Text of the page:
Have Consumer Habits Changed Forever?

Everything's different, but it can't all be permanent

Morningstar Editors 22 July, 2020 | 3:53
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When the lockdown seemed inevitable, the psychological effects of scarcity drove people to stockpile and hoard.

As it progressed, there were evident changes in the behaviour of consumers. Purely from conversations with people I know; here are some observations. A reduction in consumption of junk food, getting comfortable with buying fruits online, a big drop in takeaway food, watching much more of Netflix, and an uptick in consumption of alcohol (you know, have a drink every evening).

Personally, I found that a visit to 7-11 was no longer a mindless task. I had to don a face mask, wait in a long line, use the sanitizer before I entered, be very focused on what I was going to shop for, and try and dodge others in the store.

Which leads me to ask: How many of these new trends and habits will stay with us once restrictions start to lift?

The managers of the Invesco Global Consumer Trends, Ido Cohen and Juan Hartsfield, argue there is no going back to the old ways of working and consuming. Social distancing has changed everything, from how we communicate to how we shop, and this will “drive long term behavioural shifts that will not revert back to prior routines”.

Jack Neele, manager of Robeco Global Consumer Trends, expects consumer habits picked up during lockdown such as online meal delivery to continue even as restaurants re-open. People are trying online takeaways for the first time and may be converted into loyal customers even if restaurants re-open this year, he argues, particularly as dining under social distancing guidelines may not appeal. But Invesco's managers point out that those restaurants that do re-open will find themselves in a stronger position post-lockdown as many of their competitors won't survive.

Siddharth Bothra, asset manager at Motilal Oswal AMC, believes that the current crisis is “likely to lead to many lifelong changes in consumer attitude and behaviour. Some of these trends are - i) heightened sanitary usage and compliance, ii) more virtual experiences and exchanges and iii) move towards local products and goods.” On the last point, Neele thinks this trend will continue, favouring smaller firms. Invesco’s Cohen and Hartsfield agree and are interested in companies that cater to local consumers such as restaurants, and “expect consumers will be willing to return to their local establishments to some degree fairly soon.” While purchases are currently centered on the most basic needs, people are learning to shop more consciously, buy local, live with less, and embrace digital commerce.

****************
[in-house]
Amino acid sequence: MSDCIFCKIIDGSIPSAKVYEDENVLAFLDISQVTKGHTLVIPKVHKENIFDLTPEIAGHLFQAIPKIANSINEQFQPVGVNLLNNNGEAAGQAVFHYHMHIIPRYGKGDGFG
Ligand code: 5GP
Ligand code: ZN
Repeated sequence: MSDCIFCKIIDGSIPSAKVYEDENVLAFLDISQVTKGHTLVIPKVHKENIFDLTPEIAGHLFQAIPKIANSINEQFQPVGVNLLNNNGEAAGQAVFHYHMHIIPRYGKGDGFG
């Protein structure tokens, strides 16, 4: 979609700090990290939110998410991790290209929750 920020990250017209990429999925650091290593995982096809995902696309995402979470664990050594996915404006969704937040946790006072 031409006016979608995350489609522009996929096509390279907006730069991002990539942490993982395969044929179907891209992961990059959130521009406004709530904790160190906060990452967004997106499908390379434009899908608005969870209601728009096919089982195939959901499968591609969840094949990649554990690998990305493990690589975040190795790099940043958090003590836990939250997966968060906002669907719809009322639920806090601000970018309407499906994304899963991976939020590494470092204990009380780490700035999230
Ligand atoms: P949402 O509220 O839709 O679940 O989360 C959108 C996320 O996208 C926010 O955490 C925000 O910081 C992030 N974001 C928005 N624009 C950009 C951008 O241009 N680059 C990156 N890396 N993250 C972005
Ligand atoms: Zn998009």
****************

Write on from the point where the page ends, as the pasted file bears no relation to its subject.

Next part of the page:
Neele also notes that in the current economic scenario, not only will people have less disposable income, they will be reluctant to flaunt their wealth. With so many people at home, the opportunities to show off branded clothes, shoes or jewellery are diminished; after all luxury items are an essential part of expressing style and status.

While the path of the pandemic and an easing of restrictions on daily life are uncertain, it is difficult to make predictions about how consumer behaviour will change.

Trend Acceleration
The lockdown may only have served to accelerate key trends that were already developing: the rise of contactless payments, online deliveries, computer games and streaming services, for example. These will build up further momentum this year and beyond.

Tourism and airlines are going through an existential crisis. Until a vaccine is developed, people will be reluctant to travel.  Out-of-home entertainment shall also take a while to recover.

Let me end with the view of Steve Wendel, head of behavioural science at Morningstar. Habits are hardwired in the brain and remarkably resilient. We just don’t know if new habits being formed now are actually going to last. It will depend on whether the post-pandemic physical environment is the same as the current – the same cues, etc.  Probably not. But it likely won’t look like pre-pandemic either. 

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